There are plenty of benefits to owning a home. For starters, you have full control over your property as an owner compared renting. Owning a home also provides you with a way to invest your money and take advantage of appreciation in value over time.
But as it turns out, owning a home might even provide you with a way to effectively deal with your mounting debt. If you’ve got a certain amount of equity built up in your home, you might be able to access it to consolidate your debt.
Why Consolidate Debt?
If you’ve got a lot of different loan payments to make every month, you know how much of a challenge it can be to manage them all and make sure they’re paid on time. It can be a real nuisance to constantly find a new bill in the mail every few days after you thought you tackled the last one for the month.
Not only that, but some of those bills can come with sky-high interest rates. The higher the rate, the more expensive your debt will be. Credit cards, in particular, are notorious for charging super high rates. If you only make minimum payments every month, that outstanding balance will just grow, making it increasingly difficult to pay that debt down.
If you’re finding yourself drowning in mounting debt, consolidating it might be a great option. By consolidating your debt, you can essentially combine it all into one larger, easier-to-manage debt. And with a lower interest rate, that debt can be more affordable, which will allow you to pay it down faster.
As a homeowner, you have the unique ability to borrow against the equity in your home to be used for all sorts of things, including consolidating your debt. So, how exactly is this done?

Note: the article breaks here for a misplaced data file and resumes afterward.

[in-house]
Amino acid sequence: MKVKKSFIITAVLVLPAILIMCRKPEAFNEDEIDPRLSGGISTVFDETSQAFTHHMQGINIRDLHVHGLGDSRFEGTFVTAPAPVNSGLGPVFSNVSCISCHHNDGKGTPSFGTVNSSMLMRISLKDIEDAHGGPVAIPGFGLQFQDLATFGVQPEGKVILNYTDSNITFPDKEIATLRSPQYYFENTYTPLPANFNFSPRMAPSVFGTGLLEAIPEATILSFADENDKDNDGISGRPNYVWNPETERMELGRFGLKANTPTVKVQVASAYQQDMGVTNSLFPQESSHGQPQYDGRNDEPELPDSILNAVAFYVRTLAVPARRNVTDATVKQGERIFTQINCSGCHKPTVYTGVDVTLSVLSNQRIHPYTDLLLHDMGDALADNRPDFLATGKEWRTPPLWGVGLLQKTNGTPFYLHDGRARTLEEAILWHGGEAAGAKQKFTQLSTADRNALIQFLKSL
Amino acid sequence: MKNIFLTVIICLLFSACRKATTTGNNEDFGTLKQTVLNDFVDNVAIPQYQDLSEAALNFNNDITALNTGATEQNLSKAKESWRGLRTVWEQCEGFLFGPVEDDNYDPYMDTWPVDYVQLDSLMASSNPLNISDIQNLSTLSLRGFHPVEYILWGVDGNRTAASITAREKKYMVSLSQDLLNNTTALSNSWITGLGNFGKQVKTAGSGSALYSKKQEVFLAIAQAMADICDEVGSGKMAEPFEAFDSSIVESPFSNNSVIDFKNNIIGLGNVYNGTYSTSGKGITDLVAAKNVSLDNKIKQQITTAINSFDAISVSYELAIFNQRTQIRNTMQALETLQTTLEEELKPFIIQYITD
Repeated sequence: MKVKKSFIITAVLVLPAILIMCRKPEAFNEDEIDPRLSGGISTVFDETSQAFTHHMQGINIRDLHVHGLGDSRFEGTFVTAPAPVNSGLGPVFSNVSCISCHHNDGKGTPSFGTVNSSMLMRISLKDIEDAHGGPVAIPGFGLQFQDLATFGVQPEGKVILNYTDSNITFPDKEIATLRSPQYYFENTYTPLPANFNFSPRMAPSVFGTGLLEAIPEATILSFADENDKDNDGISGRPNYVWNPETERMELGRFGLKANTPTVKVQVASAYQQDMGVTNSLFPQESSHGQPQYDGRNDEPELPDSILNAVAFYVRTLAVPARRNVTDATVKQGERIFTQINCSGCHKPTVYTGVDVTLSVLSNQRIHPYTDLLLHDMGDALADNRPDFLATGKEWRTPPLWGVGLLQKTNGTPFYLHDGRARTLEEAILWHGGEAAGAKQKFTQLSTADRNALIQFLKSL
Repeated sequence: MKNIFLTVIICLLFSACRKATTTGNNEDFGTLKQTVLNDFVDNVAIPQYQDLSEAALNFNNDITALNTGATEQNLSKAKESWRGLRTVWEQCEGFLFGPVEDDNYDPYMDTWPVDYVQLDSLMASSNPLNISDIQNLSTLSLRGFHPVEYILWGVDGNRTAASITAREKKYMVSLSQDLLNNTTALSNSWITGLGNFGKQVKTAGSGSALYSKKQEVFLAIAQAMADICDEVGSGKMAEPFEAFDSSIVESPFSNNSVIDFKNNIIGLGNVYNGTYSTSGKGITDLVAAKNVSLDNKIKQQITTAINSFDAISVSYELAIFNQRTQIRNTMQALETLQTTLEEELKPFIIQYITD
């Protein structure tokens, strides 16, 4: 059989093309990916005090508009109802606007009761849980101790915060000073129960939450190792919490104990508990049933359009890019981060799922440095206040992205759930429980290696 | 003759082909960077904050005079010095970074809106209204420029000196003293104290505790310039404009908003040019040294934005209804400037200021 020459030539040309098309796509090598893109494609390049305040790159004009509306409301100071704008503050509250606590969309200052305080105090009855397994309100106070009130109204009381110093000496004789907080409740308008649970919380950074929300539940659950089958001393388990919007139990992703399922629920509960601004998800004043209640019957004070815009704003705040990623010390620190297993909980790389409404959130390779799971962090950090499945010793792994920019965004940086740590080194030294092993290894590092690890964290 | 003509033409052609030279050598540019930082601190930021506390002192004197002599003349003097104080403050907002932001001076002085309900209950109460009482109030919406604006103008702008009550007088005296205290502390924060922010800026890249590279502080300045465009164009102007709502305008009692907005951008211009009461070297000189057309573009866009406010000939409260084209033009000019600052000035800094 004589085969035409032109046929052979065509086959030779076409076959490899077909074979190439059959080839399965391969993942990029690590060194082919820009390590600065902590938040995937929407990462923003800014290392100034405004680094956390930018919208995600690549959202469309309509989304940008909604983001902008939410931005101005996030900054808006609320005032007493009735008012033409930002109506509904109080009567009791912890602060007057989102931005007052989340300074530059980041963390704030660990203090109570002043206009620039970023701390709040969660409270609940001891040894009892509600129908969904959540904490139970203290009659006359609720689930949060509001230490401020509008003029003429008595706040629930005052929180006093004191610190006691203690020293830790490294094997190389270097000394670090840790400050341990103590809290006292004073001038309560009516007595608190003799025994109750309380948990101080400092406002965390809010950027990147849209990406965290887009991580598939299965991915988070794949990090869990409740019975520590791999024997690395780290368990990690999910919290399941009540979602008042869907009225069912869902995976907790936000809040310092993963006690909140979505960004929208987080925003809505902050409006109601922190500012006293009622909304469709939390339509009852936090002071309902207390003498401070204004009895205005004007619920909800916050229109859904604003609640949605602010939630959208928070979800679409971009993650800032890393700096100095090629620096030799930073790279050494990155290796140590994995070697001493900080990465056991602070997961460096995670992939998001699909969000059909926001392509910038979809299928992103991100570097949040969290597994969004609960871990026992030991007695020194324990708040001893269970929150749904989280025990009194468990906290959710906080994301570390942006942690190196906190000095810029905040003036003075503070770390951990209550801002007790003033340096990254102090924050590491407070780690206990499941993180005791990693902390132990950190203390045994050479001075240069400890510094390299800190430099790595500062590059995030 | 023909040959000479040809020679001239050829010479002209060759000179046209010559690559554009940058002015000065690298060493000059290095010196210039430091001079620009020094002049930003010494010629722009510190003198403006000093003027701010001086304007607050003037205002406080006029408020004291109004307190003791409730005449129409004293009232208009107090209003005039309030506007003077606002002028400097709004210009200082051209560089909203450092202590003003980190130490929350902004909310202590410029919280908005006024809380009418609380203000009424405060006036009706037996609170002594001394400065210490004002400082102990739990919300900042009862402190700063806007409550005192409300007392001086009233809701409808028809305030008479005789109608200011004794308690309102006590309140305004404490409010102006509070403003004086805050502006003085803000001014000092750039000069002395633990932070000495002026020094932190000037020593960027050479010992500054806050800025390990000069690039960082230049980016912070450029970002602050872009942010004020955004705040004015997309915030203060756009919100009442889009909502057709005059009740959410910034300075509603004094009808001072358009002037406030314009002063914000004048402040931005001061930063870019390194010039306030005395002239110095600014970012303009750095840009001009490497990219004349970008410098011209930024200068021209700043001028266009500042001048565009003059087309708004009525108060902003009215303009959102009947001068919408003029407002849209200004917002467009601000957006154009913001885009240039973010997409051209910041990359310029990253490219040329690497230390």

Home Equity Loans For Debt Consolidation
Through a home equity loan, you can use the equity you’ve built up on your home to be used to consolidate your high-interest debt. With timely mortgage payments, appreciation in value, or a combination of the two, you might have more equity in your home than you think.
A home equity loan is basically a loan that’s secured against the equity in your home. You’ll receive a lump-sum amount that you can use to consolidate your debts.
Home equity is defined as the difference between the value of your home and the amount that you still owe on your mortgage. So, let’s say your home is currently valued at $600,000. If you still owe $400,000 on your mortgage, that means you have $200,000 in equity. While this is a simplified calculation, it gives you an idea of what home equity is.
Lenders usually require that borrowers have at least 80% equity in their homes before approving a home equity loan. So, in the example above, you would have more than enough equity to qualify for this requirement. That said, there are other criteria that you’ll need to meet, including having a decent credit score (at least 680) and a sufficient income to support additional loan payments.
If you are approved, you can use the money from your home equity loan to pay off all your creditors and lenders. Then, you’ll be left with just your home equity loan payments.
If you can secure a home equity loan with an interest rate that is significantly lower than some of the rates you were being charged on your other debts that you paid off, you can save money and make it easier to pay down your debt sooner.
The Bottom Line
A home equity loan can be a great way to get your hands on the money needed to pay off all your current lenders and creditors and end up with only one, lower-interest debt payment. If you own a home and have some equity accumulated, this financial arrangement might be suitable for you.
Just make sure that you are financially comfortable with making these payments. If you default on your home equity loan payments, you risk losing your most valuable asset – your home – since this loan is collateralized by your house. As such, be sure to take the time to verify whether or not your current finances can support these monthly payments.